This case was filed on July 10, 2008, the date on which Congress passed the FAA. The plaintiffs include Amnesty International, the Global Fund for Women, Human Rights Watch, labor unions, attorneys who represent suspected terrorists, and journalists who report news from areas of the world in which the United States has various foreign policy interests. The plaintiffs complain that because the FAA is focused on intercepting the communications of non-U.S. citizens, the FAA has the potential to unconstitutionally intercept the plaintiffs’ communications with foreign sources and clients. For example, if an attorney was communicating with a foreign client, the attorney, who is a U.S. citizen, may have his messages intercepted. The plaintiffs claimed that their individual lines of work–as international human rights groups, journalists and attorneys–required them to communicate with the types of individuals whose communications the government might attempt to intercept using the FAA. Essentially, the plaintiffs allege that the FAA violates their rights under the First Amendment and the Fourth Amendment.
In order to file a suit in federal court, the plaintiffs must have what is called “standing” to sue. Standing means that federal courts cannot constitutionally hear cases involving hypothetical, abstract, or purely ideological objections to government action.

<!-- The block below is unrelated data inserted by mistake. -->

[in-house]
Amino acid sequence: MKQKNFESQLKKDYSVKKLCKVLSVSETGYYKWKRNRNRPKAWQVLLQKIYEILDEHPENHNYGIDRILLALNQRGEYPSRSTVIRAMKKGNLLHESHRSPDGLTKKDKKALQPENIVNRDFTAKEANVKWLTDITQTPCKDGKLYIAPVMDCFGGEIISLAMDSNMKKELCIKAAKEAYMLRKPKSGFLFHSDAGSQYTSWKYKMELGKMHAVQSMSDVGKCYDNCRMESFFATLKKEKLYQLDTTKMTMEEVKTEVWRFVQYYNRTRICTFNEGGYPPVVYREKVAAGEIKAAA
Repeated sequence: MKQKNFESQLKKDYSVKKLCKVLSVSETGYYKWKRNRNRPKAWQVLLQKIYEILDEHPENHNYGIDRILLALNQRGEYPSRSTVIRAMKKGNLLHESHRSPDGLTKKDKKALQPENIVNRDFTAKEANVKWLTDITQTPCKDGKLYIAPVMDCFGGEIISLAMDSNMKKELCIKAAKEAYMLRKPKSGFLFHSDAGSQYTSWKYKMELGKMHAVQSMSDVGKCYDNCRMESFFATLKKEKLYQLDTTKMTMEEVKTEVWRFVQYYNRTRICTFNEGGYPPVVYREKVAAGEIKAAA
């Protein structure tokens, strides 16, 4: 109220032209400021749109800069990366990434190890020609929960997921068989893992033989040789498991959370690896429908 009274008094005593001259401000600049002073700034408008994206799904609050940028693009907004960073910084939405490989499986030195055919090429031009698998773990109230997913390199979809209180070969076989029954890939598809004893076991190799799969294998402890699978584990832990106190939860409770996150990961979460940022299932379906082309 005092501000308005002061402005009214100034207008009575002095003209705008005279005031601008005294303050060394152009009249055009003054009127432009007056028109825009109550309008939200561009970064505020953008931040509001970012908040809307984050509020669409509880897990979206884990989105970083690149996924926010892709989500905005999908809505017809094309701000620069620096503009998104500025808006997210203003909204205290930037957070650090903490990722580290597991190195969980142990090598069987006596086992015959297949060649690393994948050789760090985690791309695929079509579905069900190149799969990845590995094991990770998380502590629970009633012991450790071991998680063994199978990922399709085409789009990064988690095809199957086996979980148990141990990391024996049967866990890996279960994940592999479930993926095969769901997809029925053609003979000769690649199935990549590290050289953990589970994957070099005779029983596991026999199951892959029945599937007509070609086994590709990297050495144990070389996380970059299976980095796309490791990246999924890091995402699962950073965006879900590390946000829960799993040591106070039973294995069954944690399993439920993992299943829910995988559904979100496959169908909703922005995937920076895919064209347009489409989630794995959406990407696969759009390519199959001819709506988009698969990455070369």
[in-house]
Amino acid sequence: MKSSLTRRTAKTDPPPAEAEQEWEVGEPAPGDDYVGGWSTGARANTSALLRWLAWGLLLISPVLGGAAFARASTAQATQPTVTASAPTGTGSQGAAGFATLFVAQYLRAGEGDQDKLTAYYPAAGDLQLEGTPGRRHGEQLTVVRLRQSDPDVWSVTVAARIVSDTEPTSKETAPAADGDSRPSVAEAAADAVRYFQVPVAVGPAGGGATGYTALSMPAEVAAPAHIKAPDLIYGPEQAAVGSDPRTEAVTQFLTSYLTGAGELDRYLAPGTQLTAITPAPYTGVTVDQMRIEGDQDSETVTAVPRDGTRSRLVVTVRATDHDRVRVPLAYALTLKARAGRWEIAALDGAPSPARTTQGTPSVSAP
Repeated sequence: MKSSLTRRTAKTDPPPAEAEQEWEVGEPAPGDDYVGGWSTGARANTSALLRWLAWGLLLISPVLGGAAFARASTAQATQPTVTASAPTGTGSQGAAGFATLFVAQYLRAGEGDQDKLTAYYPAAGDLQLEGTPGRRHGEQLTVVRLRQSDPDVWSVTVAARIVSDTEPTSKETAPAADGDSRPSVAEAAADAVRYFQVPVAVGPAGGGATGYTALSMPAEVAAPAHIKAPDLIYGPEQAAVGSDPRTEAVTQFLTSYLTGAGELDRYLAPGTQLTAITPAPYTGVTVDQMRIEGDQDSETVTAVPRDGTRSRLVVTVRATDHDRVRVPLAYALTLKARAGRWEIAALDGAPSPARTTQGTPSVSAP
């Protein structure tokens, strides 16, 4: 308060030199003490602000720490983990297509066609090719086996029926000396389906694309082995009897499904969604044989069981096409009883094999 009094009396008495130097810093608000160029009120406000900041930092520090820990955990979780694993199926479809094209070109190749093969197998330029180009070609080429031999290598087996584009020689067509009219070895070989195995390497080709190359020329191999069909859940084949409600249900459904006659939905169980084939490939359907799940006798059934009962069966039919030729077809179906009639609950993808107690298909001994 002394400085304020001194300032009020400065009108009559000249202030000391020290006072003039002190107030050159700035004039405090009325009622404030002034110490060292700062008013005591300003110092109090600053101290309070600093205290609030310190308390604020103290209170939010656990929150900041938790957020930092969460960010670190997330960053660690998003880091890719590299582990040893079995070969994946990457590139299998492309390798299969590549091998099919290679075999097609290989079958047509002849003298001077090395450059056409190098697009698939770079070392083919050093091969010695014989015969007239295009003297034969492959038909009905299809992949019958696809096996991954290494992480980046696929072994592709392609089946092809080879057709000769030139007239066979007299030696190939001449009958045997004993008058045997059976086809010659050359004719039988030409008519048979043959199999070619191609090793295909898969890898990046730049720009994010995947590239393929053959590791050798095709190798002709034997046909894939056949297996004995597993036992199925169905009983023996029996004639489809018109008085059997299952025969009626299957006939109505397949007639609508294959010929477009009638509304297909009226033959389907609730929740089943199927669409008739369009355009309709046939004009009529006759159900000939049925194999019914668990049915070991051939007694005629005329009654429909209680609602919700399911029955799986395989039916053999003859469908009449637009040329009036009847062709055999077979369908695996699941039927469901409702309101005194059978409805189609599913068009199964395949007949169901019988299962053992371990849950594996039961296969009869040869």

Standing requires the plaintiffs to demonstrate three criteria.
First, the plaintiffs must prove that they were somehow injured. “Injured” in the legal sense does not simply mean that the plaintiffs were physically harmed–it could mean that the plaintiffs were harmed financially, professionally, had their constitutional rights violated, or even that the plaintiffs suffered some aesthetic harm.
Second, the plaintiffs must show that their injury is “fairly traceable” to the defendant’s actions. In other words, the plaintiffs must be able to show that there is a reason to believe that the defendants whom the plaintiffs are suing are the correct defendants.
A federal court in Manhattan dismissed the plaintiffs’ case, finding that the plaintiffs did not have standing, as they had not suffered an “injury-in-fact” that was traceable to the FAA. Thus the court could not hear the case. In other words, the court held that it could not even determine whether the FAA is unconstitutional.